When it comes to experimentation and play, my opinion is that more is more and MORE IS ALWAYS BETTER.
lf you poll a group of hypertufa enthusiasts about their favorite recipe, you are bound to get a myriad of responses. That is where I found myself when I first started my research. Reading about hypertufa told me all about its plant-friendly benefits (high porosity, good drainage), and some people-friendly ones too (lightweight, weatherproof). I also read about some of the methods for working with it, but I didn’t anticipate just how much of a chameleon it can be until I started playing with it.
And so I’ve spent the last couple of years actively making planters and testing every recipe I came across—as well as some of my own—in a quest to understand the role of each ingredient on the physical qualities (weight, strength, porosity, texture, color) of the finished container.
Cross-section shows the high aggregate content that gives hypertufa its prized porosity
Part of my initial experimentation was also based on my interest in surface decoration. I wanted to find recipes that could achieve good detail definition and allow me to create planters with original patterns and garden-inspired motifs.
I love the play between decorative elements and hypertufa’s innate surface imperfections and air pockets that further enhance its appearance of faux tufa. New pits often develop over time, making it a fertile substrate for moss and lichen, giving even the simplest planter the character of old weathered stone.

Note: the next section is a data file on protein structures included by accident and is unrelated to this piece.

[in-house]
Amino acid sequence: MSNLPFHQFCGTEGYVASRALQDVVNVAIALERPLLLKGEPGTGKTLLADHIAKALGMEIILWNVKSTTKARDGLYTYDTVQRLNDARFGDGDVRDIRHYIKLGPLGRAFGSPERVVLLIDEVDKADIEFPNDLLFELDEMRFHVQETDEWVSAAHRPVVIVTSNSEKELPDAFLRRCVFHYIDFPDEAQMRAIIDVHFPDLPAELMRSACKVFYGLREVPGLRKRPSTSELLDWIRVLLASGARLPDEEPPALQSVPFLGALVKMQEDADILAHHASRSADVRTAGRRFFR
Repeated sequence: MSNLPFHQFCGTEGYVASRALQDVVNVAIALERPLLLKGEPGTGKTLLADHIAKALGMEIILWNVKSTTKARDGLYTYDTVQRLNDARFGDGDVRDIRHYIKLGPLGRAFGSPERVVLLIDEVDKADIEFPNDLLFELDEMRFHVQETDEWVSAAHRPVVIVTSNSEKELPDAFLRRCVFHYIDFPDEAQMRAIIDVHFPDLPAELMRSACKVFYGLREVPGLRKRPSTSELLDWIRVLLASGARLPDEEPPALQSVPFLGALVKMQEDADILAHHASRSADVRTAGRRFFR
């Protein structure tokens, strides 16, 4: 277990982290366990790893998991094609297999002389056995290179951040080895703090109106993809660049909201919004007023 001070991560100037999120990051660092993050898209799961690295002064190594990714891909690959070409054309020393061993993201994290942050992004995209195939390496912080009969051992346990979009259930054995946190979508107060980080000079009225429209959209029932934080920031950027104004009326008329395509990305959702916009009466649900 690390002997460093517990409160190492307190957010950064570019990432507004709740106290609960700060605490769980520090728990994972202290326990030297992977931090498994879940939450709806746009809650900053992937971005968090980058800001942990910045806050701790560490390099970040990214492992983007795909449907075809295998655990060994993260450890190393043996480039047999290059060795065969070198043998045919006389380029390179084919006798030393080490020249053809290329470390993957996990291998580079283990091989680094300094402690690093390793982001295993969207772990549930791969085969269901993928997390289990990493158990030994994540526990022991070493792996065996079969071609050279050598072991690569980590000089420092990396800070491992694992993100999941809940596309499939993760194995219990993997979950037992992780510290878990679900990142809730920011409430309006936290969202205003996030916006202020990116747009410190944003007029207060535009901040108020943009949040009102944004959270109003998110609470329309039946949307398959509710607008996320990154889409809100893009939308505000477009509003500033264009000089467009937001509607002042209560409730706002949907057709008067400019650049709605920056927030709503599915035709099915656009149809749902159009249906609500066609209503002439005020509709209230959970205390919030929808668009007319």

Two formulas give the same planter different feels. Blue Fog (U) on the left, yields a clean, modern planter; while Sand (S) gives it the appereance of aged sandstone
I also love that you can create very different results using the same mold, just by adjusting one of the variables. This chance to engage in a sort of rudimentary mass customization makes the process highly rewarding.
Depending on the recipe, the fabrication method, and the hand finishing applied before it is fully cured, hypertufa allows you to create objects with finishes that range from smooth to the look of rustic stone. Add special colors and textures to the mix and the combinations grow exponentially; thus the exploration and discovery phases can be endless. Some might see this as a nightmare, but to me it means that each new planter has the potential to surprise and delight, and to keep me engaged and eager for more experimenting.
A collection of small hypertufa planters in a range of finishes
Now without further ado, let me introduce our Hypertufa Finish Glossary. I'd love to hear which ones are your favorites!